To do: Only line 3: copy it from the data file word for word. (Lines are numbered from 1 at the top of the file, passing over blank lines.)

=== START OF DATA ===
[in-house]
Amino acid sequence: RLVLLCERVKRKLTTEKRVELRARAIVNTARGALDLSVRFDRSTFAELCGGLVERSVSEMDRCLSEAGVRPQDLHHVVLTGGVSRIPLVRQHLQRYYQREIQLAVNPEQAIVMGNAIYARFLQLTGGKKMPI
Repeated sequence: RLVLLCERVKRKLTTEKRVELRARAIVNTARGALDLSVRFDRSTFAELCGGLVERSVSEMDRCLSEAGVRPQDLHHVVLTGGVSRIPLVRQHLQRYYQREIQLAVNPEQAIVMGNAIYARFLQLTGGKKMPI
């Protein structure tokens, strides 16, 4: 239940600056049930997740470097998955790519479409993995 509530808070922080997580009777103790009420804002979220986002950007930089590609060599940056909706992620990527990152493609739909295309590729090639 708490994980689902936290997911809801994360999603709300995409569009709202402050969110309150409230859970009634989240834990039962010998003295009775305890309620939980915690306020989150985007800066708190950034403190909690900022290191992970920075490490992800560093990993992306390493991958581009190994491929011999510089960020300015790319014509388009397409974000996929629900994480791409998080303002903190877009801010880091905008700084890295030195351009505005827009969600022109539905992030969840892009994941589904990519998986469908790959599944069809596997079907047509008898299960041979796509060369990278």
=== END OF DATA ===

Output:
Repeated sequence: RLVLLCERVKRKLTTEKRVELRARAIVNTARGALDLSVRFDRSTFAELCGGLVERSVSEMDRCLSEAGVRPQDLHHVVLTGGVSRIPLVRQHLQRYYQREIQLAVNPEQAIVMGNAIYARFLQLTGGKKMPI